Miriam’s Vision: A safer world

Written by: Mavis Hyman & Alison Kitson | Published:
Common ground: Miriam Hyman (pictured below) was 32 when she was killed. The art module of Miriam’s Vision gives pupils hands-on experience, including of Pipili appliqué lanterns, pictured above. Also shown below is a section from the history module

Miriam Hyman was 32 when she was killed in the 2005 London bombings. Since then, Miriam’s Vision – a far-reaching, cross-curricular resource – has had an important impact in schools. Mavis Hyman and Alison Kitson explain

On the morning of July 7, 2005, four terrorist attacks were carried out on the London transport system when 52 people were killed, hundreds injured and countless more traumatised.

Miriam Hyman was 32-years-old when she lost her life in the bus bombing in Tavistock Square.

For family, friends and community this was hugely painful. But it was avoidable and Miriam’s family resolved to respond positively by setting up the Miriam Hyman Memorial Trust.

A children’s eye care department in one of the best eye hospitals in India is her memorial and an education resource, Miriam’s Vision, is her legacy.

Written by teachers for teachers, Miriam’s Vision is a-political and secular. The cost-free resource, developed in association with the UCL Institute of Education (and with Copthall School, London, which Miriam attended), promotes a more inclusive society, safer from all forms of violent extremism.

This is irrespective of the way violence is expressed: in race hatred, knife crime, or any form of negativity.

In the words of one student: “This is not about statistics. It’s personal so you remember it more.”

Miriam’s Vision uses the personal story of Miriam Hyman – told in a series of short films – to frame series of lessons in six subjects. Some subjects use the events of 7/7 as a starting point, others draw on Miriam’s Indian heritage to explore cultural diversity and conflict resolution.

All explore an aspect of Miriam’s Vision from a particular angle – such as Different Needs: Common Ground, Different Backgrounds: Common Ground – and all are underpinned by subject knowledge and pedagogy. There are five key messages on life-skills across the six subjects:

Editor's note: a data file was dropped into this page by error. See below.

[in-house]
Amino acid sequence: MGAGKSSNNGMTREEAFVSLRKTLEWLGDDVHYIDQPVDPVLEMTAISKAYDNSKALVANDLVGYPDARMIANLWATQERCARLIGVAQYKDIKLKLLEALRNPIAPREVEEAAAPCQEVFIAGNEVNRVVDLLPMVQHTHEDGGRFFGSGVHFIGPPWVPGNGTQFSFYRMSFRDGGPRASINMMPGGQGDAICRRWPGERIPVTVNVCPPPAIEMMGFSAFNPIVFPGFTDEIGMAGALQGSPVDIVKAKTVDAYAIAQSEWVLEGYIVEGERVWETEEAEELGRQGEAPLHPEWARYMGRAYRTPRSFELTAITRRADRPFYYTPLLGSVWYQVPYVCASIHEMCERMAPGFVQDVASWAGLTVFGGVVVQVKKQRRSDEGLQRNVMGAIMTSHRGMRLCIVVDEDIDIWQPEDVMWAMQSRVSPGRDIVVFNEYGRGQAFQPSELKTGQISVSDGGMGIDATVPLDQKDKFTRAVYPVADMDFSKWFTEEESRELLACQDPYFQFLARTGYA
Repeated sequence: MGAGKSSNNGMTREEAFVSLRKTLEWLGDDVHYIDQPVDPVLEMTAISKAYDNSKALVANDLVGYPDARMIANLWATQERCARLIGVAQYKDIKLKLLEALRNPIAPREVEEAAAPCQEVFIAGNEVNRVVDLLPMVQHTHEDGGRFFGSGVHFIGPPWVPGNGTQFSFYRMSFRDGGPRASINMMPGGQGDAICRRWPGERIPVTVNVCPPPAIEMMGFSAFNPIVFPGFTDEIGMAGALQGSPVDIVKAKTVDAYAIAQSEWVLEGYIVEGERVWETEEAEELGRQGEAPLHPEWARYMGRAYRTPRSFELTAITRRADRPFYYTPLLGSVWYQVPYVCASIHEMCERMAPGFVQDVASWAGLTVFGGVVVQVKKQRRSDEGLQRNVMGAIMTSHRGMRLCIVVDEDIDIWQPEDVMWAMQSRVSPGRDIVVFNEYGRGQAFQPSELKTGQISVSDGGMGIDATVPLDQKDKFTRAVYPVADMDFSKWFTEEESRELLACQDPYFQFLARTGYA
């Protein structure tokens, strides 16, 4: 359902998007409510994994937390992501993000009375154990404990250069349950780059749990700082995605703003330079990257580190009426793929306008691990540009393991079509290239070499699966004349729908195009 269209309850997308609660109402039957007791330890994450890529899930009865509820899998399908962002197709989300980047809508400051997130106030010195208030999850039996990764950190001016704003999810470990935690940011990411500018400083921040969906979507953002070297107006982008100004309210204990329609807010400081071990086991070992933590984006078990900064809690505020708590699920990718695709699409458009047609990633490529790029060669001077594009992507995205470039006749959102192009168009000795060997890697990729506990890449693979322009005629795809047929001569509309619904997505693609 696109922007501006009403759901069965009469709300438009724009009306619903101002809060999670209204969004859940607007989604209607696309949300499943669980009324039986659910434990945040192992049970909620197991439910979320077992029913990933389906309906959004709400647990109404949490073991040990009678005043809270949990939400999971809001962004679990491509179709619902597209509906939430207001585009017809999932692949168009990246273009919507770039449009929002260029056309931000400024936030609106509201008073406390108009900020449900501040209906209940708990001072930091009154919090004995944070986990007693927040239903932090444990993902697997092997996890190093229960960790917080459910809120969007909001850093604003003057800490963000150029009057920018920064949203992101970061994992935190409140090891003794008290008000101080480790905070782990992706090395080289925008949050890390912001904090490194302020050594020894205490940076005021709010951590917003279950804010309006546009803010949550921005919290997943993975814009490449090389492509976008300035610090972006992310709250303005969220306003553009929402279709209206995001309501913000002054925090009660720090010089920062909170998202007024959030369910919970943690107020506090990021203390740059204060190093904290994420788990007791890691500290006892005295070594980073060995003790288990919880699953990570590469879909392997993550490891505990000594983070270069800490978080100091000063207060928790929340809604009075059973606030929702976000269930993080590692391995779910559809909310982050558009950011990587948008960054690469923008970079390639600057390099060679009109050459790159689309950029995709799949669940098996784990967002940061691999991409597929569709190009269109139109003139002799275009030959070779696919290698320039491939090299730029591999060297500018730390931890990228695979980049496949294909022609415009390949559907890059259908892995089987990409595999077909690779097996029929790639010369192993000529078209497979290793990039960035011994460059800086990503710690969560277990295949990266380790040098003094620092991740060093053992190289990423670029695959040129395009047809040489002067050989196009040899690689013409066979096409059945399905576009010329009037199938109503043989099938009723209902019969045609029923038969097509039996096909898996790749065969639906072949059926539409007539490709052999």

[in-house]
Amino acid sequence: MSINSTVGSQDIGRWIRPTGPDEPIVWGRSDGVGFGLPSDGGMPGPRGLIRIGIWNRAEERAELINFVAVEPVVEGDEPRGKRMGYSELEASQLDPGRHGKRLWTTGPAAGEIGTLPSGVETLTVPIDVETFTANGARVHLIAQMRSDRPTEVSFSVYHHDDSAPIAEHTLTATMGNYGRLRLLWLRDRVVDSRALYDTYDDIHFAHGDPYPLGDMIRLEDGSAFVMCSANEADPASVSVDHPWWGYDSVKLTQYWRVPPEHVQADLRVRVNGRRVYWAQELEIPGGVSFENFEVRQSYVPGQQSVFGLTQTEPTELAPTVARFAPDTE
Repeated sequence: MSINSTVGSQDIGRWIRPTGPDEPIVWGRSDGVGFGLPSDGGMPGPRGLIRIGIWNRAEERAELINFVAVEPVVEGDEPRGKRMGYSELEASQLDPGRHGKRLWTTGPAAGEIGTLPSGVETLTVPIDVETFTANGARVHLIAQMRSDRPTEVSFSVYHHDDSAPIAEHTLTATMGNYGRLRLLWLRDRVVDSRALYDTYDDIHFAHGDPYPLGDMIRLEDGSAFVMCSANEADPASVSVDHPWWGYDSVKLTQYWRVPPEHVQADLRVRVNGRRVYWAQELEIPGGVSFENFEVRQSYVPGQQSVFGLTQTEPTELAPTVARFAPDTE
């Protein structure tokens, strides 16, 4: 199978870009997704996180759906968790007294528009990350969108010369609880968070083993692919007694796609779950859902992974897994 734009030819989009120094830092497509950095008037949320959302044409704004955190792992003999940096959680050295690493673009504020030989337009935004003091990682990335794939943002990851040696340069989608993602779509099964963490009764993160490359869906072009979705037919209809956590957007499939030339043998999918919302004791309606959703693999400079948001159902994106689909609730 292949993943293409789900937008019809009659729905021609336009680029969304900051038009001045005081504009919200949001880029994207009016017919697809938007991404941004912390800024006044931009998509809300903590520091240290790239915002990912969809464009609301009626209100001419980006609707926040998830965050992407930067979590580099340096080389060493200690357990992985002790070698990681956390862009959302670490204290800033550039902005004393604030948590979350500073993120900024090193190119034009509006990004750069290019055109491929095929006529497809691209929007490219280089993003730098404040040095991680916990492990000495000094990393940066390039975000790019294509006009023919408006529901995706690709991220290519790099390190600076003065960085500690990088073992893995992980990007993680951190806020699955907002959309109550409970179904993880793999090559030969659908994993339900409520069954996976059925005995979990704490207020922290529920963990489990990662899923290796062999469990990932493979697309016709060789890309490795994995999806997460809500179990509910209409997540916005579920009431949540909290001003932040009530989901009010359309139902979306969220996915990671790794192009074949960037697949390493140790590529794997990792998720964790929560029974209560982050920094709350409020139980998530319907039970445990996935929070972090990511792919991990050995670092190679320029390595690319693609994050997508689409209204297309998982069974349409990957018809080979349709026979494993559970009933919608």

• We can deal positively with adversity.
  • We can balance risk with benefit.
  • We can problem-solve within a democratic framework in real-world situations.
  • We can embrace diversity.
  • We can empathise and learn through the experience of others.

Miriam’s Vision is about replacing fear with understanding, encouraging a strong sense of self-worth and a constructive mind-set achieved through guided research, the use of examples from 7/7, and by open discussion in the safe environment of the classroom.

The lessons progress from knowledge and understanding to rational action through powerful narratives, supporting resources, dialogue, activities and opportunities for reflection. Students are required to work collaboratively and encouraged to apply the messages of the resources to their own lives. This was a particularly successful aspect in the pilot schools.

An evaluation and impact study funded by the government concluded that both teachers and learners found the programme engaging, inspirational and personally valuable in developing social and emotional skills and promoting mental health. This was made possible through positive narratives which show how it is possible to progress from knee-jerk reaction to reasoned response through non-violent means and within a democratic framework.

One teacher told us: “There’s no lecturing, no blaming, no dramatisation, so there’s more engagement and willingness to explore, question and discuss.”

The programme has three strands:

  • History, citizenship and PSHE.
  • Geography, art and dance.
  • Business and enterprise.

Within these, two subjects address 7/7 directly – PSHE and history.